It is estimated that more than 200,000 photos taken on Snapchat, a popular app used by high school and college students, have been hacked and leaked onto the Internet.
With a photo dump that big, which people have labeled “The Snappening,” there is not much known about who the photos belong to.
Unlike the ongoing hacks that have targeted celebrities since last month, this leak is a little more frightening considering the likelihood that a portion of those Snapchat photos belong to minors. Multiple reports have discovered that 50 percent of Snapchat users are between ages 13-17.
Snapchat users may feel secure sending nude pictures through the app, since the pictures only last for a very limited time once sent and cannot be retrieved again, but it was only a matter of time before people would find a way around it.
Users began to install a third-party application named SnapSave that allowed users to save all “snaps” which would later be saved onto that database.
Hackers did not have to breach Snapchat’s databases to steal the pictures. They hacked SnapSave instead, which was far less difficult.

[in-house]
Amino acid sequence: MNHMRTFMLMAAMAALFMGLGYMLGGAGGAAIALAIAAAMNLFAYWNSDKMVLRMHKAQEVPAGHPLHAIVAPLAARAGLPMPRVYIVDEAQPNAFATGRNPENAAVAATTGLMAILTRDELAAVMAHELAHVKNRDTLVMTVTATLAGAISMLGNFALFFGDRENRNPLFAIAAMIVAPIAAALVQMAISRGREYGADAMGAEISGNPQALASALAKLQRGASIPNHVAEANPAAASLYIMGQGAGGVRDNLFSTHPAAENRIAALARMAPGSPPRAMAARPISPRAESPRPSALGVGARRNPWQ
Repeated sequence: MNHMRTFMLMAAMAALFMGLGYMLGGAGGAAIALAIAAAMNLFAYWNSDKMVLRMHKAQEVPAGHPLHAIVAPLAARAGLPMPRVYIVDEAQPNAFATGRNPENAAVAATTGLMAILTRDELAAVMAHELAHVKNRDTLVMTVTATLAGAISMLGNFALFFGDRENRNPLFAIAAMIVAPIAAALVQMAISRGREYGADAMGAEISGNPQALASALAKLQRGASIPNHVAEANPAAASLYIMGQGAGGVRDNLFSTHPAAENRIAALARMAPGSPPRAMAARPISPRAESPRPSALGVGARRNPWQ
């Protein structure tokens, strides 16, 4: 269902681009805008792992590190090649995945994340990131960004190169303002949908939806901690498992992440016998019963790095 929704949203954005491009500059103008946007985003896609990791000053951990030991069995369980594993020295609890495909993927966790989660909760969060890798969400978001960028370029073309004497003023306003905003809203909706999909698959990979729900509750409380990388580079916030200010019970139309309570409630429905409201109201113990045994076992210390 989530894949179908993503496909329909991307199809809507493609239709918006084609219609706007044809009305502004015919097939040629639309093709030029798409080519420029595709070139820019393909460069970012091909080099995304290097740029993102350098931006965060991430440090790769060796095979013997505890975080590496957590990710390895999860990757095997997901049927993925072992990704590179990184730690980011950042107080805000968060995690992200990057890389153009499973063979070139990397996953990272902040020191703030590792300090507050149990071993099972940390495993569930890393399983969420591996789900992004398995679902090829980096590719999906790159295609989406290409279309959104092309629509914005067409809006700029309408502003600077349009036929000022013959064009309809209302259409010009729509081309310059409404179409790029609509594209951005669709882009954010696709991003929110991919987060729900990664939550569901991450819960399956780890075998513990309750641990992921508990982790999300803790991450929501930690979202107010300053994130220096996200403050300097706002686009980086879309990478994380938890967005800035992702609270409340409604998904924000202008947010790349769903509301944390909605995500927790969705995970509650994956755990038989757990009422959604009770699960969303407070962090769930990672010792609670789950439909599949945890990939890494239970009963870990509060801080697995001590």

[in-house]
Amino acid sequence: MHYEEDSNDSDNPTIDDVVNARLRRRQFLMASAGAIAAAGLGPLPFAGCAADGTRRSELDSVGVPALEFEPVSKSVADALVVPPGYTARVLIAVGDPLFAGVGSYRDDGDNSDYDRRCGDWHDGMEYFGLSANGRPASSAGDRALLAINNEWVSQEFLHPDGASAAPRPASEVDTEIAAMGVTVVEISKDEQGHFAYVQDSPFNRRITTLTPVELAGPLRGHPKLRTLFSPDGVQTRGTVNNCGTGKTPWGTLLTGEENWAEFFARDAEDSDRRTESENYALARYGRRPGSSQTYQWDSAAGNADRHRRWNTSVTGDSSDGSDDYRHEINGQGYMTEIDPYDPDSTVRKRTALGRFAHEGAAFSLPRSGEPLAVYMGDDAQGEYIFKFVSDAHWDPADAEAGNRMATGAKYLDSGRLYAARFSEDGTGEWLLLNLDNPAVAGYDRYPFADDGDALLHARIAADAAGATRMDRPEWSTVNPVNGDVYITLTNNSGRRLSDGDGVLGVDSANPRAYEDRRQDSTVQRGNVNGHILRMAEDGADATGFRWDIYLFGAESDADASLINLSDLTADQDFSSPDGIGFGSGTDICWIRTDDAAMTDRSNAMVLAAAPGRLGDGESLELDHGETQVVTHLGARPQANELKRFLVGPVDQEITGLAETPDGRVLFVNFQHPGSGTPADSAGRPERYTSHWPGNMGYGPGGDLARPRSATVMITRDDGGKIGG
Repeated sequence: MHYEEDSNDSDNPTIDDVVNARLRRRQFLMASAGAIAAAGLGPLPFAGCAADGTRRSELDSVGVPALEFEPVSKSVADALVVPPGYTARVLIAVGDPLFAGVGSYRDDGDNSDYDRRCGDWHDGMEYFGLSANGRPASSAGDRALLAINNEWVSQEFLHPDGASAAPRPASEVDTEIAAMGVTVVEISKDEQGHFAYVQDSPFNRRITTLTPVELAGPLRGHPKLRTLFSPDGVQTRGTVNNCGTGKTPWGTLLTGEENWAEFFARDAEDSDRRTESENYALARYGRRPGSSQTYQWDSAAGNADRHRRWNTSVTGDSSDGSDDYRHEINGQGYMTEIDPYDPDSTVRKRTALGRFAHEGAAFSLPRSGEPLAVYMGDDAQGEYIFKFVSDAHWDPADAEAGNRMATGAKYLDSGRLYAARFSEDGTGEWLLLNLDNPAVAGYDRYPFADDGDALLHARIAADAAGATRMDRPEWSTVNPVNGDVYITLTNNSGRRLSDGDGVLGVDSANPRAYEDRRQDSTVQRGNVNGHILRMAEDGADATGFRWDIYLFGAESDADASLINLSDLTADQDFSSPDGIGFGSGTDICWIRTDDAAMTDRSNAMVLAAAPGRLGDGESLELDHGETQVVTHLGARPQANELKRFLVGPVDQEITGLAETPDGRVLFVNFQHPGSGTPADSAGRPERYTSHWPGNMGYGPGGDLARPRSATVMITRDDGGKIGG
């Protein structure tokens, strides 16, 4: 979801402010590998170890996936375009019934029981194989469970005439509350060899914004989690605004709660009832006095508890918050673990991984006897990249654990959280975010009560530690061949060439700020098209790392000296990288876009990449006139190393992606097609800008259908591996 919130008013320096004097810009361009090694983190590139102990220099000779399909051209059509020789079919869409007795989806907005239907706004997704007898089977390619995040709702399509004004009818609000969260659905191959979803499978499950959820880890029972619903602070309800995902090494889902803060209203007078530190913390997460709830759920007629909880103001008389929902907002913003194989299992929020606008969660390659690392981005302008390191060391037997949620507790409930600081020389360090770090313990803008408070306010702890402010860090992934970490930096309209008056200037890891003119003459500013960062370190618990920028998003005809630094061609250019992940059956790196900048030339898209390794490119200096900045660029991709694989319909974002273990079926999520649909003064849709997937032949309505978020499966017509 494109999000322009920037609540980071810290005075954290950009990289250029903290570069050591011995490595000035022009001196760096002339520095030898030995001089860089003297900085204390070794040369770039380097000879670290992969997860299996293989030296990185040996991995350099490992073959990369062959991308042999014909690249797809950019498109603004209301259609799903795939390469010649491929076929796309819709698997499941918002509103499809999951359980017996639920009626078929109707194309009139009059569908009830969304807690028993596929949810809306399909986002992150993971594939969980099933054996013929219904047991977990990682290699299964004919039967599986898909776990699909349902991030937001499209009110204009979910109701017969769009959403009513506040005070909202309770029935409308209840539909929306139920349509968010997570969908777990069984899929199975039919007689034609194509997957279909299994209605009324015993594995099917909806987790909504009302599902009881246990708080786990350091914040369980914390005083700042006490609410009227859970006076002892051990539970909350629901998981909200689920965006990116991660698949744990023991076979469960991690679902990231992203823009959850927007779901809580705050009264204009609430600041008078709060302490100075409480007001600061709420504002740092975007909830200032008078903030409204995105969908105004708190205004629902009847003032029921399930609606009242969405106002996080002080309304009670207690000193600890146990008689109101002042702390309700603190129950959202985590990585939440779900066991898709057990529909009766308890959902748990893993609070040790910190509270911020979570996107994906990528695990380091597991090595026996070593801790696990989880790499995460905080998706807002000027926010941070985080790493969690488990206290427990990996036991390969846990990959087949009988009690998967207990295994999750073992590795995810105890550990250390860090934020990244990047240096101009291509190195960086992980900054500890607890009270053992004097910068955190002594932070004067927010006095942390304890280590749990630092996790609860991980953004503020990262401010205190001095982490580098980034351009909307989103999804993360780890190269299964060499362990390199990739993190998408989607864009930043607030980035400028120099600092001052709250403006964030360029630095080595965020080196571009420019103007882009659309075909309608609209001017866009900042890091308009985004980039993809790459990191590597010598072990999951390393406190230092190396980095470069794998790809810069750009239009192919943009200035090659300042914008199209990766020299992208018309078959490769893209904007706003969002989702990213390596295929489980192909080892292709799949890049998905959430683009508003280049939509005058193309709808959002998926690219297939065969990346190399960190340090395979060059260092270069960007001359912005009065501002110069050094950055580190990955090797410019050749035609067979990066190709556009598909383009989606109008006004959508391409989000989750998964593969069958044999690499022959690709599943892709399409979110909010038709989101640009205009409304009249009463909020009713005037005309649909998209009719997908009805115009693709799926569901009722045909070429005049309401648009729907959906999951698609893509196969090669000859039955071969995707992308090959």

This is no longer an issue for just Jennifer Lawrence and Kate Upton. It’s an issue for everyone.
While you are free to take pictures and express yourself that way to the ones you love, understand that there’s always a risk, regardless of who you are.
In a perfect world, this would be nothing to worry about, but this type of crime is hard to track down and no hackers have been caught yet. Yes, these cybercrimes are deserving of condemnation, but the only one who can prevent sensitive photos from reaching the Internet is you.
Be smart about who you send this type of information to and what medium is used to send it. It’s worth a second a thought before you go through with something that might change your life forever.